Many of Standing’s past life experiences are based on actual historical figures. He relives the life of Daniel Foss, who was shipwrecked on a barren island in 1809, lived off seal meat for five years, and later wrote A journal of the shipwreck and sufferings of Daniel Foss. In another life, Standing is a young boy involved in the Mountain Meadows massacre in Utah in 1857, when Mormon settlers conspired with members of the Paiute Indian tribe to slaughter a group of pioneers in covered wagons. Another past life is based on an account written by Hendrick Hamel, who was shipwrecked with other Dutchmen in Korea in the mid-seventeenth century. He was also a friend of Pilate in Rome who discusses divergent views of the afterlife with a devotee of Jesus. Standing eventually concludes Memory is only thing that remains after death—similar to the views of experienced astral traveler Aleister Crowley.
An Ode to the Eternal Feminine
A sense of peace and quiet joy comes at the end of the sometimes-depressing novel, when Standing realizes that in all of his lives, for all the times he fought, risked his life, and even died, it was for the love of woman. It has been for woman that man has tamed the horse, slew the mammoth, and harvested rice and wheat. Even in his heavens, “Valkyrie or houri, man has fain made place for her, for he could see no heaven without her.” Standing continues his praise of the eternal woman:
I conclude that the greatest thing in life, in all lives, to me and to all men, has been woman, is woman, and will be woman so long as the stars drift in the sky and the heavens flux eternal change. Greater than our toil and endeavour, the play of invention and fancy, battle and star-gazing and mystery—greatest of all has been woman.
The Star Rover should have a place on lists of top American novels and top occult novels. Some have said it’s like a collection of short stories delving into all of London’s interests, and each past life is quite fascinating for a general historical overview. Others have compared it to The Count of Monte Cristo. London’s last novel before his untimely death in 1916 at age 40, The Star Rover weaves together social reform, men’s rights, reincarnation, and historical drama, and will be a riveting read to anyone interested in astral travel or past life regression.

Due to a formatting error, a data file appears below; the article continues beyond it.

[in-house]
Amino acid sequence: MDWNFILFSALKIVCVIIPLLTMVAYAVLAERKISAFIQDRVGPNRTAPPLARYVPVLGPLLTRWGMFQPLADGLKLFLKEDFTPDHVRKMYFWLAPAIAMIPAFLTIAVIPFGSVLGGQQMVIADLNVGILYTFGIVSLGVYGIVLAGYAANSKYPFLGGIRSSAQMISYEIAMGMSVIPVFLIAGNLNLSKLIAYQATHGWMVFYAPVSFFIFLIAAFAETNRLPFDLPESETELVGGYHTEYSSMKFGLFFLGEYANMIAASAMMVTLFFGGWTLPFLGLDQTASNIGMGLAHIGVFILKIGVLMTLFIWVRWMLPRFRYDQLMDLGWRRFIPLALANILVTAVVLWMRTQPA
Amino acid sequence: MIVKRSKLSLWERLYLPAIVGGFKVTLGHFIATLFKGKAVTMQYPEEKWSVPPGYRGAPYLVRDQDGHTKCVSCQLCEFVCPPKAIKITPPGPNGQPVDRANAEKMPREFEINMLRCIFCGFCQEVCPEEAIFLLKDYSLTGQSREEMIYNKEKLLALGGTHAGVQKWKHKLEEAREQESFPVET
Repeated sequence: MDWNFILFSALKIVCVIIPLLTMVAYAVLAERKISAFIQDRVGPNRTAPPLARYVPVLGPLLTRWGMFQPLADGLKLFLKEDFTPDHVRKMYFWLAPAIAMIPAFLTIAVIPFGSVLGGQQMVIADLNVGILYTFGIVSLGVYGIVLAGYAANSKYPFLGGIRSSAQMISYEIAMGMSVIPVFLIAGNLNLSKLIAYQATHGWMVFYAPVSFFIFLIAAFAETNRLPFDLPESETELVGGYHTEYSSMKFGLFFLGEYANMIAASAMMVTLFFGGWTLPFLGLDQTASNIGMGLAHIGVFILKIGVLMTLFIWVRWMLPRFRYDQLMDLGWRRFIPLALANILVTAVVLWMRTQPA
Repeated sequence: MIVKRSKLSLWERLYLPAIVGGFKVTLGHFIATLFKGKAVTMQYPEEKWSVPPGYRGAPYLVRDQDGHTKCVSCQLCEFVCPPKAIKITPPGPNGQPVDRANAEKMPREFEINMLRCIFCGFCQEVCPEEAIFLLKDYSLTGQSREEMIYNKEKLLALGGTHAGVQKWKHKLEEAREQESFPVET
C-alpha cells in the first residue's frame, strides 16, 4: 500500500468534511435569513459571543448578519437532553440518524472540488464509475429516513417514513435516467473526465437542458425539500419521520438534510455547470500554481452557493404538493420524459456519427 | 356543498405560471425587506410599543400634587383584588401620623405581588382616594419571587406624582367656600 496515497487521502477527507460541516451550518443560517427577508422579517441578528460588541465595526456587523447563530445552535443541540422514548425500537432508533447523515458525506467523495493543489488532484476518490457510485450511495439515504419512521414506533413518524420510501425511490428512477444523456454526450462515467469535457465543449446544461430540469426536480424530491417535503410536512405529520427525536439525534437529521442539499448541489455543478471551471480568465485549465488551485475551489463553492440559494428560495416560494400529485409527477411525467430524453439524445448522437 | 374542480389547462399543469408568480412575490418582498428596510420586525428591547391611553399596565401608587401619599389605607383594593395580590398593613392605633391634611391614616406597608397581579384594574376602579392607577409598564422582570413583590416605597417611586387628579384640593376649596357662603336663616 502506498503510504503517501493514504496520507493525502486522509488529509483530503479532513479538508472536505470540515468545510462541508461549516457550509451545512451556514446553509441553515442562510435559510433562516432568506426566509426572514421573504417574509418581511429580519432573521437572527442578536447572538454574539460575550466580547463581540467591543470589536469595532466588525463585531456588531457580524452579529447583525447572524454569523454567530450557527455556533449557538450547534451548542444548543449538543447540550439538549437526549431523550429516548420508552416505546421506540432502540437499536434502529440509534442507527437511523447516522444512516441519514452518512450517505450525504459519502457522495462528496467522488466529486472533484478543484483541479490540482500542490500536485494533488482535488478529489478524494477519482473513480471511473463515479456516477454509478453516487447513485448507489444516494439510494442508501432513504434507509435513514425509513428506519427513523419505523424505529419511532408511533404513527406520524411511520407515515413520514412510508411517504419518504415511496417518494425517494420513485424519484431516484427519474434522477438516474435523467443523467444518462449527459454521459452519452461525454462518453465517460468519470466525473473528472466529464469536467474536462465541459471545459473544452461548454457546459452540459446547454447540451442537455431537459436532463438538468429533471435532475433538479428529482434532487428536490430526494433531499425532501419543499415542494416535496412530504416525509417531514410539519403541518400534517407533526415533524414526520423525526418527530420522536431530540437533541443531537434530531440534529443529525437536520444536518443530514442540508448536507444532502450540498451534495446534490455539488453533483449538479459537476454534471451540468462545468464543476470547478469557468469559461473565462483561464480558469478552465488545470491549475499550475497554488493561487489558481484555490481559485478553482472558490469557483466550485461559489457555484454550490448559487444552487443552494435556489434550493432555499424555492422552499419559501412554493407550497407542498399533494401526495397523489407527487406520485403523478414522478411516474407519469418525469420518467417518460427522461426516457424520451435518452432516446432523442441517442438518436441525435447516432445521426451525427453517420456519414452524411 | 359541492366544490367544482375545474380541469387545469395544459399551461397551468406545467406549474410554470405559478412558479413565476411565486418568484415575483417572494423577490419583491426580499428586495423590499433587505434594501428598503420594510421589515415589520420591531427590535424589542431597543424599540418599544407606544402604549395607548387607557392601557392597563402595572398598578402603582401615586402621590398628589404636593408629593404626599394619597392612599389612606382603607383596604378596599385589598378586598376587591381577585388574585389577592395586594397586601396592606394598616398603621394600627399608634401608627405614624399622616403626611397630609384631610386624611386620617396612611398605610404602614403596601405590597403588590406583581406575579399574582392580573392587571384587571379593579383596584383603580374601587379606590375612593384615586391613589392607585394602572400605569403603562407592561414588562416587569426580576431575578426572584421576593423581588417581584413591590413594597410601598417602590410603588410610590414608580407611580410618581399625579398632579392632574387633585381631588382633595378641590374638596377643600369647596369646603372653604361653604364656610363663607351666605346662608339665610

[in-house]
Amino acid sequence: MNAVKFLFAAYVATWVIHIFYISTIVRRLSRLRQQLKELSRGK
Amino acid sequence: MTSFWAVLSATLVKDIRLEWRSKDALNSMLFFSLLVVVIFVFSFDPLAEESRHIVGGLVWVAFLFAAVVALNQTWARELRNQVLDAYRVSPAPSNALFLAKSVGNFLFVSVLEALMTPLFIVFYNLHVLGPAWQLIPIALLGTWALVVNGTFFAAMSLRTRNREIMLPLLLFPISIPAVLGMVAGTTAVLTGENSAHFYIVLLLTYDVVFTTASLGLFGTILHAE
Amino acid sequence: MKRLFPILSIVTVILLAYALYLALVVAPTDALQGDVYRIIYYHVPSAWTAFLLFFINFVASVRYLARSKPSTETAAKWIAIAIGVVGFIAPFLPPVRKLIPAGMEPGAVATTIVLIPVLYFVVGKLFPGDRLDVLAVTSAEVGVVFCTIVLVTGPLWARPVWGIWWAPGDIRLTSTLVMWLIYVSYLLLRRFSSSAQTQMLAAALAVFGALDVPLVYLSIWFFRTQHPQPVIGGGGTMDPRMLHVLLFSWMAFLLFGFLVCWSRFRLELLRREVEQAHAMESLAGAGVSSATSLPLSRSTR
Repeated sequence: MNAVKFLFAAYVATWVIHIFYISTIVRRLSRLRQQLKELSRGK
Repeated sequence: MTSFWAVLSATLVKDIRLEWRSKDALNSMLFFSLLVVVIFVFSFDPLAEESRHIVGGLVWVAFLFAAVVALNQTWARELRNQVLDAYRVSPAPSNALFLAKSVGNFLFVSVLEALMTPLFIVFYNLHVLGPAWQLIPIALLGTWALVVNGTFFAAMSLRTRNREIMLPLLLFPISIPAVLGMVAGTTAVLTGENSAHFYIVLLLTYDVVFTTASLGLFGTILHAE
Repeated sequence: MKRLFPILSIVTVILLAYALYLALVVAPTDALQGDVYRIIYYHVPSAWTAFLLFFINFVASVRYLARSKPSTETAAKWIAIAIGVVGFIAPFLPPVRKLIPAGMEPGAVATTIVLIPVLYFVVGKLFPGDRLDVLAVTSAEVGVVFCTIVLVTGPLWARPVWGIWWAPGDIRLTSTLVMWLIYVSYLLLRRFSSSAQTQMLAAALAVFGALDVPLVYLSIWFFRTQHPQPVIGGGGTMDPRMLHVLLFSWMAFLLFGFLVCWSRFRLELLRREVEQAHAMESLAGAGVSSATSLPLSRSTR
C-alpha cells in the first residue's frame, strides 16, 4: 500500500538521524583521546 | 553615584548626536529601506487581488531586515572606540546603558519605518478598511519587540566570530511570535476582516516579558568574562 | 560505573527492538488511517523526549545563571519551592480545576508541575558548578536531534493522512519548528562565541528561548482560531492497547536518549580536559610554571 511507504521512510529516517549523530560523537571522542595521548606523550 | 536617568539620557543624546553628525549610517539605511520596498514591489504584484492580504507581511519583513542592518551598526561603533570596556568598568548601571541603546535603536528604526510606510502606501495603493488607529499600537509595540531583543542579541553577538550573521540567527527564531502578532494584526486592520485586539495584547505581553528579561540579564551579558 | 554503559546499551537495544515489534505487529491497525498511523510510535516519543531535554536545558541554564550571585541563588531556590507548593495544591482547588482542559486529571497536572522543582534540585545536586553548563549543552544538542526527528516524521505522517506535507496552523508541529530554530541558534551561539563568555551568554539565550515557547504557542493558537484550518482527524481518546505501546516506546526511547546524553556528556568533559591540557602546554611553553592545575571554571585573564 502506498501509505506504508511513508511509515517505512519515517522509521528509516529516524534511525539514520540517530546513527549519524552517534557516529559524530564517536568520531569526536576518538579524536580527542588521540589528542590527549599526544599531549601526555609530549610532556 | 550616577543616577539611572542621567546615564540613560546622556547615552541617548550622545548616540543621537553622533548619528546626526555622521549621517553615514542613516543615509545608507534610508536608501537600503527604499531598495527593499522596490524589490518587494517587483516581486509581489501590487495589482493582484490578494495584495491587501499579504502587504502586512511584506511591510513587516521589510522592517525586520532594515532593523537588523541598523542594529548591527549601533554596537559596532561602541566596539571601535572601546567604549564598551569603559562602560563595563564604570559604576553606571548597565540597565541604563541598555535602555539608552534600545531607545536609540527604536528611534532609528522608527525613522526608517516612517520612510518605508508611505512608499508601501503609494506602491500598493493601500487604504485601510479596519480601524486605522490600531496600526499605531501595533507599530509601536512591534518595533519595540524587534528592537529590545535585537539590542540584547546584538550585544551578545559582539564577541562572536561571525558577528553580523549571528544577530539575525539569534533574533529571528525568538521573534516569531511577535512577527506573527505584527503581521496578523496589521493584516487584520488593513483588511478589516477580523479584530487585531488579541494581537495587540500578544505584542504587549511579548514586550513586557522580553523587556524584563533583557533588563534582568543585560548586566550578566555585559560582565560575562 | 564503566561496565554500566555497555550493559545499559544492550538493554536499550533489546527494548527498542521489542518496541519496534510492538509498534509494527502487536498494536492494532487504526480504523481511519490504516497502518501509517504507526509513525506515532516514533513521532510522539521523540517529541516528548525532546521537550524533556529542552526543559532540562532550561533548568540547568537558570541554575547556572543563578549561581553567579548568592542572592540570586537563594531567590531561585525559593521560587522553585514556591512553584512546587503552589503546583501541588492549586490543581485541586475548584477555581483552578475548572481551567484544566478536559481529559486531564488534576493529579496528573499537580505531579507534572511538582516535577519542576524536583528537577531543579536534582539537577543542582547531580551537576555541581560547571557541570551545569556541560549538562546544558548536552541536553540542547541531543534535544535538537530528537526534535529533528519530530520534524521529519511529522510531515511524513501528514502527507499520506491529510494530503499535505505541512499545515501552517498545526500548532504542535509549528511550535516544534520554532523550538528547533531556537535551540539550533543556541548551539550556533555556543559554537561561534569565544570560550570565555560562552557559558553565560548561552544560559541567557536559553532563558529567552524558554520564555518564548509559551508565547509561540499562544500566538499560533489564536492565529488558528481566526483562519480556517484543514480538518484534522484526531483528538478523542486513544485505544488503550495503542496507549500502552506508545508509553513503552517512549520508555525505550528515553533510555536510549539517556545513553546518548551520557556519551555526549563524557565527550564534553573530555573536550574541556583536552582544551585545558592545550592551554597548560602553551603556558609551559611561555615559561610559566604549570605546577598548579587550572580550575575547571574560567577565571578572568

The Star Rover is highly recommended reading from the Astral Institute.
Elon Musk is planning to get to Mars. But can there be a better way for humans to explore the Universe than depending on the limitation of technology. When it comes to limited vision, modern leaders are still not willing to explore outside the normal dictates of science. Why do we have generations of innovators not willing to research the possibilities of out of body states as a way to explore the universe. When will a new class of public figure have the courage to leap down the rabbit hole.
If Elon was willing to engage with organisations like the Monroe Institute and dedicate a short stay to explore the possibility that altered states and out of body experience. If they were open minded enough to validate their reality, imagine the jump in world consciousness, these studies would have with the backing and possible funding from such a high profile influencers on the global stage.
Stanford Scientists observe man travel out of his body…
A gentlemen by the name of Ingo Swann was able to successfully describe and view a ring around Jupiter, a ring that scientists had no idea existed. This took place immediately before the first ever flyby of Jupiter by NASA’s Pioneer 10 spacecraft, which confirmed that the ring did actually exist. These results were published in advance of the rings’ discovery.
The successful viewing of the ring by Ingo came after scientists observed him identify physical objects in hidden envelopes that were placed a few hundred kilometers away.
“Successful replication of this type of remote viewing in independent laboratories has yielded considerable scientific evidence for the reality of the [remote viewing] phenomenon. Adding to the strength of these results was the discovery that a growing number of individuals could be found to demonstrate high-quality remote viewing, often to their own surprise. The CIA even participated as remote viewers themselves in order to critique the protocols. CIA personnel generated successful target descriptions of sufficiently high quality to permit blind matching of descriptions to targets by independent judges.”
– Harold Puthoff, PhD, Stanford University